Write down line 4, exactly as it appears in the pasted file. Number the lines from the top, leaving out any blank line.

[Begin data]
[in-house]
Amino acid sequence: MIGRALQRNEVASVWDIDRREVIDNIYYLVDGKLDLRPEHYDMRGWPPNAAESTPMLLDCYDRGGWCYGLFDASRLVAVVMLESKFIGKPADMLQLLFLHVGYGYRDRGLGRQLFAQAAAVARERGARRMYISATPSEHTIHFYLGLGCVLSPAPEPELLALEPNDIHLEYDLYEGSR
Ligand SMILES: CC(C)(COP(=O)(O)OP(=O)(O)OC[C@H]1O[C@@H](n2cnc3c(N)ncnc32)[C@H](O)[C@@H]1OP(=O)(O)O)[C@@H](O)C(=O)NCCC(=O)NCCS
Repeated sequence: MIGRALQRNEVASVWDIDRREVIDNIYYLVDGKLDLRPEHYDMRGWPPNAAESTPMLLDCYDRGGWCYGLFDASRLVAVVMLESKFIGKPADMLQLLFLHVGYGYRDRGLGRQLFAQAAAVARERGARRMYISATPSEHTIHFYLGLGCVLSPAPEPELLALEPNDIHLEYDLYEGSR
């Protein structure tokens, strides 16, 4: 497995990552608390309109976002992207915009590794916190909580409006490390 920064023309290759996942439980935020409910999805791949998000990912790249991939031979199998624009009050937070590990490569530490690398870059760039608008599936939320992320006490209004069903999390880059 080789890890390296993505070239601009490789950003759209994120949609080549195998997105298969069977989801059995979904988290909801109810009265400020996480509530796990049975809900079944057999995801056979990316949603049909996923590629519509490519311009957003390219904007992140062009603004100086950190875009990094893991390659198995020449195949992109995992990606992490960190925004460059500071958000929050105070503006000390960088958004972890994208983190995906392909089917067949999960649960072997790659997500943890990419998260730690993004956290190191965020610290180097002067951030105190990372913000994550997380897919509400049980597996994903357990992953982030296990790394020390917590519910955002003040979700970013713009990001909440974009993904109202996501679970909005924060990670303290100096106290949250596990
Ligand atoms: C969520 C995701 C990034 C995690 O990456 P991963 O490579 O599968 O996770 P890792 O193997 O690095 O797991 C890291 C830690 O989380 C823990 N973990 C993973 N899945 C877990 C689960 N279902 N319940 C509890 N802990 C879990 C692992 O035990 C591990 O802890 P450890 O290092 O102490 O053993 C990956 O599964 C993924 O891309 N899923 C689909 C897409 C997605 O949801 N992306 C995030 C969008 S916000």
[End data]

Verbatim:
Repeated sequence: MIGRALQRNEVASVWDIDRREVIDNIYYLVDGKLDLRPEHYDMRGWPPNAAESTPMLLDCYDRGGWCYGLFDASRLVAVVMLESKFIGKPADMLQLLFLHVGYGYRDRGLGRQLFAQAAAVARERGARRMYISATPSEHTIHFYLGLGCVLSPAPEPELLALEPNDIHLEYDLYEGSR